Where is the relatability in what Riverdale has recently had to offer? What happened to the I’m-not-crying-you’re-crying moments of Betty telling Archie she liked him? What happened to Betty, Veronica, and the rest of the cheerleaders performing to poppy music during the football halftime show? And what happened to Archie struggling between his love for the turf and the stage? Basically, what happened to everything that made Riverdale a teen drama? There was nothing wrong with the mysteries of Riverdale—in fact, they added just enough spunk to make the show a guilty pleasure—but when did the creators pick absurd plotlines over accessibility? When did they decide that ridiculous drama was more important than exploring the day-to-day issues that viewers face?

Maybe the truth of the matter is that my dad and I, like other fans of Archie, are (*gasp*) getting too old for a show like Riverdale. Maybe it’s time we put down our remotes and pass the torch to another generation of Riverdale Bulldogs, River Vixens, and Southside Serpents, so that Archie, Betty, Veronica, and Jughead can live new, albeit grimmer, lives in the 21st century. And maybe, just maybe, the important thing is that the world has continued to find things to love about Riverdale’s most colorful characters.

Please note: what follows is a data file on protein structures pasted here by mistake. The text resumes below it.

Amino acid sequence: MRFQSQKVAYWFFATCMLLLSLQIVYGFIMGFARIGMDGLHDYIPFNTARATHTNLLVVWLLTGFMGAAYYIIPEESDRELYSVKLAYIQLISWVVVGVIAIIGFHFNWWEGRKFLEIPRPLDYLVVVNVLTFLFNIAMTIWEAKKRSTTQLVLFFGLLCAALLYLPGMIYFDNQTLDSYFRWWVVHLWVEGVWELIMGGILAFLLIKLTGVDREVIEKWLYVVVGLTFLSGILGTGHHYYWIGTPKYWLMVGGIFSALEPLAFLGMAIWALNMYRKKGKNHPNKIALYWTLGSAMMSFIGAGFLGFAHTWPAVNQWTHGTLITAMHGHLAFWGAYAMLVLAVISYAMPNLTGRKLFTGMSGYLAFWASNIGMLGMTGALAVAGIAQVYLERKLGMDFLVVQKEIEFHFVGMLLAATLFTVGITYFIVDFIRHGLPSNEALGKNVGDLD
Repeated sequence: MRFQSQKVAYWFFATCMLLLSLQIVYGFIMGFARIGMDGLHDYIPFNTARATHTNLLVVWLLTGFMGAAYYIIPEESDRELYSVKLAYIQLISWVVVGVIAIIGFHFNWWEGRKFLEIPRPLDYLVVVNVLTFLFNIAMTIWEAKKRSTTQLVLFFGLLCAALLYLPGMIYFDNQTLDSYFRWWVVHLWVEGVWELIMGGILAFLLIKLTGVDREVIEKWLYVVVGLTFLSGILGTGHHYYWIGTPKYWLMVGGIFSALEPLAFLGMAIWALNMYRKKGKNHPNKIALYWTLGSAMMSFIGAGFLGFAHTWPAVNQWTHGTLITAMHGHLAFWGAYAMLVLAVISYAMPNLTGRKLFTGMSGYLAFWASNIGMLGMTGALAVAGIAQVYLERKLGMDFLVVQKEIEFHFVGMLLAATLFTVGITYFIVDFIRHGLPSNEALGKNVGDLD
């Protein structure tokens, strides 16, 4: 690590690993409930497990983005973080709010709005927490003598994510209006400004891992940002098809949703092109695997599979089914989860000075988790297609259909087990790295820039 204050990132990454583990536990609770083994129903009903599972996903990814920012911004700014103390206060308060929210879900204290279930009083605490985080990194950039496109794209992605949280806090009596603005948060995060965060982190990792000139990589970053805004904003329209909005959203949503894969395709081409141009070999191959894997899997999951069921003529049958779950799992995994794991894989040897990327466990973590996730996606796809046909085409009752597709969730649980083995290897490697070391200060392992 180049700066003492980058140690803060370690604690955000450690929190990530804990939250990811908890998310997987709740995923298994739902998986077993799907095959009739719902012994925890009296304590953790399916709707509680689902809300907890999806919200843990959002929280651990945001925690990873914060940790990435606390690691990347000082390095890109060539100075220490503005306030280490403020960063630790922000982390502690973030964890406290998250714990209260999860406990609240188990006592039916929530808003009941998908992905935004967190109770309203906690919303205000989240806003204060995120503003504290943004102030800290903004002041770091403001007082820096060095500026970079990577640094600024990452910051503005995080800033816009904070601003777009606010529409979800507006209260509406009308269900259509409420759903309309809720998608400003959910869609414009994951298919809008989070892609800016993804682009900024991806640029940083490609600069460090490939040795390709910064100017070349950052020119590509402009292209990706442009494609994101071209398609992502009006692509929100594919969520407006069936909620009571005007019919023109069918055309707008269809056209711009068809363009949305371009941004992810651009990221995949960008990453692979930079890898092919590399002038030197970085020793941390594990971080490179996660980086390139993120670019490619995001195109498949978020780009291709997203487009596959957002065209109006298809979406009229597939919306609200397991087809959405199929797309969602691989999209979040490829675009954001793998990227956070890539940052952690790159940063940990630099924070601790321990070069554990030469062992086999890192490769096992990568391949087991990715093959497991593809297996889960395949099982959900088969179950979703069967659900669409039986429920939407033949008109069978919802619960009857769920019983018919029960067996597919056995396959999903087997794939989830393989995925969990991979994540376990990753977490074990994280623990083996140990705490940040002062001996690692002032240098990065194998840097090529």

Let’s just hope they don’t forget the simple things that made Archie great along the way.

  • About the Author
    Kevin O’Hara is a senior at Miami University majoring in Creative Writing and minoring in Classical Humanities. Kevin is the publisher of UP Magazine, Miami University’s student-run fashion and lifestyle magazine, and has been involved with the publication since his freshman year. A lover of reading, writing, and art, Kevin enjoys learning from the stories that others have to tell.